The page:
- The French Laundry Plans to Combat 'No-Shows' with Tock
- Chris Cosentino Opens Jackrabbit in Portland
- Charles Masson Brings Back the Art of Tableside Service at Majorelle
- The 100 Hottest Restaurants in America, According to OpenTable
- Why Star Bartender Julia Momose Is Embracing Mocktails
- D.C. Restaurant Owners Are Suing Donald Trump
- Why a Chicago Chef's Restaurant is Named After a Silent Artist
- Wonder Walls: How Restaurants Are Getting Into Custom Décor
- 4 Killer New Miami Restaurants and Brewpubs
- The Easiest Fruits and Vegetables to Grow in Your Garden, According to Linton Hopkins
You can react to a celebrity sighting in a restaurant in a few different ways.
A: Completely ignore, pretend not to notice, be cool at all costs.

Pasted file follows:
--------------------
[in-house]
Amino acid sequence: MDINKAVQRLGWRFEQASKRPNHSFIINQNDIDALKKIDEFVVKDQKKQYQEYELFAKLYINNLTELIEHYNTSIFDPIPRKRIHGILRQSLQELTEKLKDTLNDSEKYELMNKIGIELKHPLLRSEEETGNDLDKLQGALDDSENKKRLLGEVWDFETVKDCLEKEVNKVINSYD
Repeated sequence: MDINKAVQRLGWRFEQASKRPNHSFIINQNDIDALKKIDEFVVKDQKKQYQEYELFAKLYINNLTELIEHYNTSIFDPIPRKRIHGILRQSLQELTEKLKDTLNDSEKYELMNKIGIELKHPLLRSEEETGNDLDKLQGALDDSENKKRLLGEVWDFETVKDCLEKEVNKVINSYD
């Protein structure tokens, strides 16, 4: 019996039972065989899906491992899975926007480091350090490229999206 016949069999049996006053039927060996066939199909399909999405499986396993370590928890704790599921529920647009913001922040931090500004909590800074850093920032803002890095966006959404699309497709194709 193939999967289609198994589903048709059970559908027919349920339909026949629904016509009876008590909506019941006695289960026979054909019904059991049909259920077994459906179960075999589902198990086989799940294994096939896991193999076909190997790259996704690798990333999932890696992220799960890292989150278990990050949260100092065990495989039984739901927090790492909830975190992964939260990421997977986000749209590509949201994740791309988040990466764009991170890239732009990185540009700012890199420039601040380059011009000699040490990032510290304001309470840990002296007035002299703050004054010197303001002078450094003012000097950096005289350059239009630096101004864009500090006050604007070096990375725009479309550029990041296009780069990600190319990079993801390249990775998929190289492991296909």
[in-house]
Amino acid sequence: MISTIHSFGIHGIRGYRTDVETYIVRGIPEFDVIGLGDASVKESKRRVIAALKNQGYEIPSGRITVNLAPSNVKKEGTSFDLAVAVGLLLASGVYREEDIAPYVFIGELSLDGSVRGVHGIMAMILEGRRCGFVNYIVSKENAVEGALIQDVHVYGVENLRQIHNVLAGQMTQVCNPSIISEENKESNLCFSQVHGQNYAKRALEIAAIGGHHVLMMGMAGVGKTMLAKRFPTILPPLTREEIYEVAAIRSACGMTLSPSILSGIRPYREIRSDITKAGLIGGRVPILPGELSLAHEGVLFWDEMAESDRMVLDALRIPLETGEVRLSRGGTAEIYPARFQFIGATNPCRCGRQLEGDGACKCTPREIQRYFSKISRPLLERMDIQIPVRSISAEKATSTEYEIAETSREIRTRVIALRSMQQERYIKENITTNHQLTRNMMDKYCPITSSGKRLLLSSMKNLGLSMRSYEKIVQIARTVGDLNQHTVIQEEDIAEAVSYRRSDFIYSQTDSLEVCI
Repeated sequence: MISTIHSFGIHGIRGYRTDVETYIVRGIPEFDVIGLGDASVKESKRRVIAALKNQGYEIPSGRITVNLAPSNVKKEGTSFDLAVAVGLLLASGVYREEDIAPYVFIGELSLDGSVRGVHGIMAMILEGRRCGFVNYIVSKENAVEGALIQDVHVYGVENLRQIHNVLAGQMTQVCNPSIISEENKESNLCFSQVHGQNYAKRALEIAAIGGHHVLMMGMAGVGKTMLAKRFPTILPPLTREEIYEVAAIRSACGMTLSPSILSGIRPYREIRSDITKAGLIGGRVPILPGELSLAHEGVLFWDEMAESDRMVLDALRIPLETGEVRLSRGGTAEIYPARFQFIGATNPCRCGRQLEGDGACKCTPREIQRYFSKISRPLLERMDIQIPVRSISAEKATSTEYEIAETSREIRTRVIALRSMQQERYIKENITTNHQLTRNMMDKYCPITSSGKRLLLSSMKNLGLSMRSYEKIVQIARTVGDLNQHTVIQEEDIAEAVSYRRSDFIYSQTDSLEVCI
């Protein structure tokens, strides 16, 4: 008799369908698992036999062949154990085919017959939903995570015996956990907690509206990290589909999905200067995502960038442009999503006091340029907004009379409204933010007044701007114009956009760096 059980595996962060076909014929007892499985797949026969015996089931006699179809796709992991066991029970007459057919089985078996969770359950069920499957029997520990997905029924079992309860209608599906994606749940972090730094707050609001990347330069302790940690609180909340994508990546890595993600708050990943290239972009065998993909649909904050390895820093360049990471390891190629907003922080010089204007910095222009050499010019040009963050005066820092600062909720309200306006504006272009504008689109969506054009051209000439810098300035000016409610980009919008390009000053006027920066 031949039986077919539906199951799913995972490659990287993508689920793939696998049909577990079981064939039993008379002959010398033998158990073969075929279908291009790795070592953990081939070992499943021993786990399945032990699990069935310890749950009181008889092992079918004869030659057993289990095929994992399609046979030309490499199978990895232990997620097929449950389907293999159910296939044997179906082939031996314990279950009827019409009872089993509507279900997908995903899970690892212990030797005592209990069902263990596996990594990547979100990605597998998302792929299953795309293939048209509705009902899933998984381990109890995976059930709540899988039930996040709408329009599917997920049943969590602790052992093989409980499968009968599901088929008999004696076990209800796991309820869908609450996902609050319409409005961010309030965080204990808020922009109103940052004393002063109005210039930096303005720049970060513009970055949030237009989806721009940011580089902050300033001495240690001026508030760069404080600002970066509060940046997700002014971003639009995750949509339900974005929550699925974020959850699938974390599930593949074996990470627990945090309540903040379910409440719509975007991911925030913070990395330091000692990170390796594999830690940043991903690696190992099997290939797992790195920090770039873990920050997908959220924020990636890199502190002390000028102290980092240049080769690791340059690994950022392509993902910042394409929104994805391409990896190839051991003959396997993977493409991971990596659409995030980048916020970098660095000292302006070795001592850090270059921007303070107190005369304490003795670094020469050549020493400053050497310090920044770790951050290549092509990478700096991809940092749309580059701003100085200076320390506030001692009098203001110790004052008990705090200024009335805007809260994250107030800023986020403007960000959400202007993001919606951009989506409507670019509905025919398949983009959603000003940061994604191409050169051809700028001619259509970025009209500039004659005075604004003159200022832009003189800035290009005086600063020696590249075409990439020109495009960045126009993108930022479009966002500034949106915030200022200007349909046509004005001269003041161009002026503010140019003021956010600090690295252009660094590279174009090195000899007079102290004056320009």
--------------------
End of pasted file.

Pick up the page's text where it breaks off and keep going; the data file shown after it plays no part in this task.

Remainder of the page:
B: Assume the celeb is too much of an egomaniac not to want attention, and flash a subtle, non-stalkery smile. Then alert Gawker Stalkers immediately.
C: Embarrass yourself by getting excited and making a scene—or by, say, playing said celebrity's music in the dining room.
Last night I was at Falai, the hyper-designed but cozy little restaurant on Clinton Street in Manhattan, where Iacopo Falai (ex-pastry chef at Le Cirque) cooks delicious, rustic-elegant Italian. As I was scraping the last bits of chestnut garganelli off my plate, Lou Reed walked in with Laurie Anderson. They were swiftly shown to the semi-private table near the door and proceeded to have a quiet, unmolested dinner. Even though the Velvet Underground got me through my teens and twenties—and even though I've never spotted Reed offstage, despite his semi-ubiquity—I went with plan A (ignore, feign cool). Falai's staff, unfortunately, chose C. Shortly after Reed and Anderson walked in, the friend I was dining with looked at me and groaned. Yes, it was "Waiting for The Man." On the sound system. Like a bad opening sequence from the Letterman show. Reed was either too engrossed in conversation to hear it—or else he chose plan A.